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Maps and TerritoriesGlobal Positioning in the Contemporary French Novel$
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Joshua Armstrong

Print publication date: 2019

Print ISBN-13: 9781786942012

Published to Liverpool Scholarship Online: January 2020

DOI: 10.3828/liverpool/9781786942012.001.0001

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Dérive psychose géographique

Dérive psychose géographique

Chloé Delaume’s J’habite dans la télévision

(p.44) Chapter Two Dérive psychose géographique
Maps and Territories

Joshua Armstrong

Liverpool University Press

This chapter reads Chloé Delaume’s J’habite dans la télévision [I Live in the Television] (2006), a novel that directly confronts the reader with the hegemony of commercial visual media in everyday life. Delaume takes as a starting point former TF1 CEO Patrick Le Lay’s assertion that television exists in order to ‘sell to Coca Cola…available human brain time.’ Delaume subjects herself to 22 months of constant television viewing, documenting—and attempting to resist—such effects upon her mind and body. By amplifying the everyday activity of television watching to the point of hyperbole, Delaume takes us from the ‘metanoia’ of having the polished world delivered to you on the screen, to the ‘paranoia’ and ‘dérive psychose géographique’ [drifting geographical psychosis] that results from television’s worst de-localizing and de-socializing effects. This chapter draws upon Paul Virilio’s media theory and Delaume’s own musings upon map and territory—which draw upon Deleuze and Guattari—to reveal the processes by which commercial visual media deprives its viewers of the cognitive distance vis-à-vis reality needed to forge existential territory. Delaume’s ludic novel goes to great lengths to restore this distance, and exposes the political and phallocratic regime behind television’s imposed logics in the process.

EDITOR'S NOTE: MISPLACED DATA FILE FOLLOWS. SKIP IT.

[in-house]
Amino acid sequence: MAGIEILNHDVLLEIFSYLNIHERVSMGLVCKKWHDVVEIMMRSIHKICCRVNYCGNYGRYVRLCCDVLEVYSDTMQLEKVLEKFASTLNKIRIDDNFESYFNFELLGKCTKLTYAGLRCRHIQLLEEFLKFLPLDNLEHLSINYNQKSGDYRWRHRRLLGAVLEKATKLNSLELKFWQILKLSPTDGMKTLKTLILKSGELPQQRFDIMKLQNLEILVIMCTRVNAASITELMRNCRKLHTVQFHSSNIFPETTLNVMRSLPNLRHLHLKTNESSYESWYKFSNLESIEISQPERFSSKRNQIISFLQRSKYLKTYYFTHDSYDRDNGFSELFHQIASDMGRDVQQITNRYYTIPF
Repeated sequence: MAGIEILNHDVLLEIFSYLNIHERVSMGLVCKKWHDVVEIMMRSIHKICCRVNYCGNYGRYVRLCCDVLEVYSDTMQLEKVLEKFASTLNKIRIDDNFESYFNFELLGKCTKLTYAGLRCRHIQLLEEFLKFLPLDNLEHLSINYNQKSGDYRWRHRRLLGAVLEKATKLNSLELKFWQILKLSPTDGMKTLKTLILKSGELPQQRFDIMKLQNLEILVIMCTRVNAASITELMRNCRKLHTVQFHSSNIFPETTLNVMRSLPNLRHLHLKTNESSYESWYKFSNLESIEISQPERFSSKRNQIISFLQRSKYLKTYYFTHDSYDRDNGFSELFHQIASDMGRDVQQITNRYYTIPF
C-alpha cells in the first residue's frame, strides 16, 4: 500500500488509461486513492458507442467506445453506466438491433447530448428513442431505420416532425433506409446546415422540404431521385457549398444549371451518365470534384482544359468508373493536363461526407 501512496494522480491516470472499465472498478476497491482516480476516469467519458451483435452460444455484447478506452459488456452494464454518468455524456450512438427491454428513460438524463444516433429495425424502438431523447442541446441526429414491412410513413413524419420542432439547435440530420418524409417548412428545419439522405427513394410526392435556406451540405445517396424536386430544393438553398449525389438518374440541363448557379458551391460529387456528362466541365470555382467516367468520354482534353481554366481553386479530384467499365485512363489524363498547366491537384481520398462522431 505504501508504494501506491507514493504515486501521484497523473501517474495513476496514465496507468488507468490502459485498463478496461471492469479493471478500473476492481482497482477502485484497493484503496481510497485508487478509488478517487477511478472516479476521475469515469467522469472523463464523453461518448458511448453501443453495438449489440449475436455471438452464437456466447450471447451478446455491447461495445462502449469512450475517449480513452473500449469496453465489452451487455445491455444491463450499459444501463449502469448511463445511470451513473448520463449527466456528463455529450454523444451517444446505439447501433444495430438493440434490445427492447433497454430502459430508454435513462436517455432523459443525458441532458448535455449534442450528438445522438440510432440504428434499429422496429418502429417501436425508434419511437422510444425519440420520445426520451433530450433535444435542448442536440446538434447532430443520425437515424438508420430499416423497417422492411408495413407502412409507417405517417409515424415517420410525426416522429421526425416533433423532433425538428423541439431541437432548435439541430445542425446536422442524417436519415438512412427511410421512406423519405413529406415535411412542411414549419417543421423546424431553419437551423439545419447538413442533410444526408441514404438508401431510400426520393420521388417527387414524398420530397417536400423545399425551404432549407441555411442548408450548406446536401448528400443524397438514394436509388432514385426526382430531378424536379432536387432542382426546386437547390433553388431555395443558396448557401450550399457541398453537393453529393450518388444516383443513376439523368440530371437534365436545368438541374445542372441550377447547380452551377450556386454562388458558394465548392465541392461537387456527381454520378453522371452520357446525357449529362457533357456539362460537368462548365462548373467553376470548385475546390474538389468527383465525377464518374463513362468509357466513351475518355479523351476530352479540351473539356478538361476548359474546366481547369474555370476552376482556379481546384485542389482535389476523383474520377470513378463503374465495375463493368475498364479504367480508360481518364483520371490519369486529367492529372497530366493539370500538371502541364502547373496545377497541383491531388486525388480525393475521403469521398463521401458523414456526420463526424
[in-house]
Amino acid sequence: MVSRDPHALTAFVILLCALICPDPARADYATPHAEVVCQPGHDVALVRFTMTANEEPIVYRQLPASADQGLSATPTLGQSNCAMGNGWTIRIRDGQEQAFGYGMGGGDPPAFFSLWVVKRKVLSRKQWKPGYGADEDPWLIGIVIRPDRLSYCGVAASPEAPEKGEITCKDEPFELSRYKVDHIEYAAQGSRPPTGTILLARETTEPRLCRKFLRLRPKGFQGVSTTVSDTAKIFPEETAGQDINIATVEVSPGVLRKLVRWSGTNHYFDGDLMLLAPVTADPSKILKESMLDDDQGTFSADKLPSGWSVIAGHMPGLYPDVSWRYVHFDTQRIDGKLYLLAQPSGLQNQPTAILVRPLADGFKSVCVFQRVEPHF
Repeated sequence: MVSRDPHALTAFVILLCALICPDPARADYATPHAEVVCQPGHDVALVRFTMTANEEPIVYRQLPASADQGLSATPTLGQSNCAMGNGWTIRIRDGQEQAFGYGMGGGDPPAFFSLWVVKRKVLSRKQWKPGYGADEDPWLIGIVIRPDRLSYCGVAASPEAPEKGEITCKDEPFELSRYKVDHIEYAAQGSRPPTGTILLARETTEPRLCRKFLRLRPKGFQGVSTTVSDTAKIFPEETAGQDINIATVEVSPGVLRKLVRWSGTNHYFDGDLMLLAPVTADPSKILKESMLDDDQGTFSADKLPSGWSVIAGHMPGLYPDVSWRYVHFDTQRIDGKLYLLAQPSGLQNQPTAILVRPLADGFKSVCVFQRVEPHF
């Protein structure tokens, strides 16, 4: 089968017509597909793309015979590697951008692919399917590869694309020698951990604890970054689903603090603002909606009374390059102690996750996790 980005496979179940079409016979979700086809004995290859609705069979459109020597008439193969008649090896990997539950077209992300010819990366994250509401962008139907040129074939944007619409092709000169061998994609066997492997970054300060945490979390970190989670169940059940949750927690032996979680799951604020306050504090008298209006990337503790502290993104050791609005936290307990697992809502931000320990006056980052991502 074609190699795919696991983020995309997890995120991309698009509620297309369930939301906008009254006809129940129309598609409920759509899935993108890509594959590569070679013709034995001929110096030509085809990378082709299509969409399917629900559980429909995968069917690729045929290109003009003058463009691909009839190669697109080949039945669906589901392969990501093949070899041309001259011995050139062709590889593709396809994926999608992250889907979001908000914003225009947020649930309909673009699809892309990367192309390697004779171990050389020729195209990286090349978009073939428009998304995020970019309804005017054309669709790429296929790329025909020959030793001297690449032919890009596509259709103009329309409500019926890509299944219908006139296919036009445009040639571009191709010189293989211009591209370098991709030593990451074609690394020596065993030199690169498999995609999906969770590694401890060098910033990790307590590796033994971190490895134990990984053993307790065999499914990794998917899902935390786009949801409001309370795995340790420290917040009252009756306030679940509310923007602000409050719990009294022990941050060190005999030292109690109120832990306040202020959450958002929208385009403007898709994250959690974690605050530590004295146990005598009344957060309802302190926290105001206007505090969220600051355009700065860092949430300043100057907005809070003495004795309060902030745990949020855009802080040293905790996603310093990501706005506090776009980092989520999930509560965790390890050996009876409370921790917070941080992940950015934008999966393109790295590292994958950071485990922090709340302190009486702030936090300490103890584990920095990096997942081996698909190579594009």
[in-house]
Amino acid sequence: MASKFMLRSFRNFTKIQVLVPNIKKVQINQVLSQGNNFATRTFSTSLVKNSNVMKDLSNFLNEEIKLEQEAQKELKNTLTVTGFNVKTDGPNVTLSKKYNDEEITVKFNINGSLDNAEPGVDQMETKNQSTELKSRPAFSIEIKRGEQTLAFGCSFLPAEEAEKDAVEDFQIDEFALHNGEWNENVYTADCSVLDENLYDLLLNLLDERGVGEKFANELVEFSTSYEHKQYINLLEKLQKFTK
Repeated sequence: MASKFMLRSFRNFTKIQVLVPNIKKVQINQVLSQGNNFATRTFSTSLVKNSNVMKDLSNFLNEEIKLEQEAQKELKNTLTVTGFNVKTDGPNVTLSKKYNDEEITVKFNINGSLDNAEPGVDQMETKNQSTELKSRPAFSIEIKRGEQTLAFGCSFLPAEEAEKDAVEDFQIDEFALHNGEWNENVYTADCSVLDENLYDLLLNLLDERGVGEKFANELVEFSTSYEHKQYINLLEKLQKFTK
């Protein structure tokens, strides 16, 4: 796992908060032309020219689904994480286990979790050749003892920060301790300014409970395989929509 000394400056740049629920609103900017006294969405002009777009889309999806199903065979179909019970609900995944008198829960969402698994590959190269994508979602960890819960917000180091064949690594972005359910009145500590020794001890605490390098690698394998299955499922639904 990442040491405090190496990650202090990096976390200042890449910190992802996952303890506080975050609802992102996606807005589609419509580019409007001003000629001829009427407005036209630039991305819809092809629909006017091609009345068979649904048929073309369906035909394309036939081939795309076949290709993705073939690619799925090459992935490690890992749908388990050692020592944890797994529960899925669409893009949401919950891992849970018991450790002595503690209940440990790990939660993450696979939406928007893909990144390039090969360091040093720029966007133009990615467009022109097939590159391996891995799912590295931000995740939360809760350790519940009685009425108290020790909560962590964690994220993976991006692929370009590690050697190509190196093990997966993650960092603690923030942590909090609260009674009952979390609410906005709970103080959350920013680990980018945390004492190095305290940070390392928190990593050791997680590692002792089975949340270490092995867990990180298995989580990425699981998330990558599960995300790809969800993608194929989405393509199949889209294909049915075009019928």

Keywords:   Chloé Delaume, J’habite dans la télévision, Les sorcières de la république, Autofiction, Deleuze and Guattari, Paul Virilio, Femen, Media, French television, Global village

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